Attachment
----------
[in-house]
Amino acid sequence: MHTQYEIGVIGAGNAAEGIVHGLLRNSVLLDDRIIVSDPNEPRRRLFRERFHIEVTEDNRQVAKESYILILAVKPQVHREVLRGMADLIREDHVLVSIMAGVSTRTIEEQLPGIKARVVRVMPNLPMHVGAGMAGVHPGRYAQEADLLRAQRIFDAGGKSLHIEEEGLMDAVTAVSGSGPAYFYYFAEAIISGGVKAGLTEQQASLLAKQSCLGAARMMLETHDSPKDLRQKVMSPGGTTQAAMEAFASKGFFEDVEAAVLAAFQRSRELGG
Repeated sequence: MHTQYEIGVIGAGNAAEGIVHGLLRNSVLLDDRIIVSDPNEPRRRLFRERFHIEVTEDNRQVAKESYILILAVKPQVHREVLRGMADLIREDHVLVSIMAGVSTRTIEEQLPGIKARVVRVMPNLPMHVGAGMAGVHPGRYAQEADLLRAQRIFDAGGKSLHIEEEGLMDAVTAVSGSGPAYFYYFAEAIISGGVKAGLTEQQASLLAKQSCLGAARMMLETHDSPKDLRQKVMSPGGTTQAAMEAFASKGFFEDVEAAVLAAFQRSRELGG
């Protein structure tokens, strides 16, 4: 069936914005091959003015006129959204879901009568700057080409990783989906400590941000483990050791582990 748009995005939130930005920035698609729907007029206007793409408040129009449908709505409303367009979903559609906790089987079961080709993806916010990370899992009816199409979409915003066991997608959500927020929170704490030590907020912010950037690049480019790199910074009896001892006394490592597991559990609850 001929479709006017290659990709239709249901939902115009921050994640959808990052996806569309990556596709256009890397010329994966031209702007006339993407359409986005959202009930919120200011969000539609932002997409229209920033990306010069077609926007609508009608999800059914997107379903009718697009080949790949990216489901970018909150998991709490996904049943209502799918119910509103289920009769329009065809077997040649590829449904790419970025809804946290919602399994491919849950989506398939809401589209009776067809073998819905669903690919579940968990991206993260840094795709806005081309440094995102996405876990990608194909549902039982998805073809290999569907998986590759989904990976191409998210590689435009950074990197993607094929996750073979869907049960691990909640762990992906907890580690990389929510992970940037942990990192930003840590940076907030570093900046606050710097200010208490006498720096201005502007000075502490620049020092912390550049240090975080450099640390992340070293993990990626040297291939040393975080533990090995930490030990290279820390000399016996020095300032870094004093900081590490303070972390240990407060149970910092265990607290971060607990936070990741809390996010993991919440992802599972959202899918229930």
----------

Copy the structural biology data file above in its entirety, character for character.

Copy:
[in-house]
Amino acid sequence: MHTQYEIGVIGAGNAAEGIVHGLLRNSVLLDDRIIVSDPNEPRRRLFRERFHIEVTEDNRQVAKESYILILAVKPQVHREVLRGMADLIREDHVLVSIMAGVSTRTIEEQLPGIKARVVRVMPNLPMHVGAGMAGVHPGRYAQEADLLRAQRIFDAGGKSLHIEEEGLMDAVTAVSGSGPAYFYYFAEAIISGGVKAGLTEQQASLLAKQSCLGAARMMLETHDSPKDLRQKVMSPGGTTQAAMEAFASKGFFEDVEAAVLAAFQRSRELGG
Repeated sequence: MHTQYEIGVIGAGNAAEGIVHGLLRNSVLLDDRIIVSDPNEPRRRLFRERFHIEVTEDNRQVAKESYILILAVKPQVHREVLRGMADLIREDHVLVSIMAGVSTRTIEEQLPGIKARVVRVMPNLPMHVGAGMAGVHPGRYAQEADLLRAQRIFDAGGKSLHIEEEGLMDAVTAVSGSGPAYFYYFAEAIISGGVKAGLTEQQASLLAKQSCLGAARMMLETHDSPKDLRQKVMSPGGTTQAAMEAFASKGFFEDVEAAVLAAFQRSRELGG
């Protein structure tokens, strides 16, 4: 069936914005091959003015006129959204879901009568700057080409990783989906400590941000483990050791582990 748009995005939130930005920035698609729907007029206007793409408040129009449908709505409303367009979903559609906790089987079961080709993806916010990370899992009816199409979409915003066991997608959500927020929170704490030590907020912010950037690049480019790199910074009896001892006394490592597991559990609850 001929479709006017290659990709239709249901939902115009921050994640959808990052996806569309990556596709256009890397010329994966031209702007006339993407359409986005959202009930919120200011969000539609932002997409229209920033990306010069077609926007609508009608999800059914997107379903009718697009080949790949990216489901970018909150998991709490996904049943209502799918119910509103289920009769329009065809077997040649590829449904790419970025809804946290919602399994491919849950989506398939809401589209009776067809073998819905669903690919579940968990991206993260840094795709806005081309440094995102996405876990990608194909549902039982998805073809290999569907998986590759989904990976191409998210590689435009950074990197993607094929996750073979869907049960691990909640762990992906907890580690990389929510992970940037942990990192930003840590940076907030570093900046606050710097200010208490006498720096201005502007000075502490620049020092912390550049240090975080450099640390992340070293993990990626040297291939040393975080533990090995930490030990290279820390000399016996020095300032870094004093900081590490303070972390240990407060149970910092265990607290971060607990936070990741809390996010993991919440992802599972959202899918229930």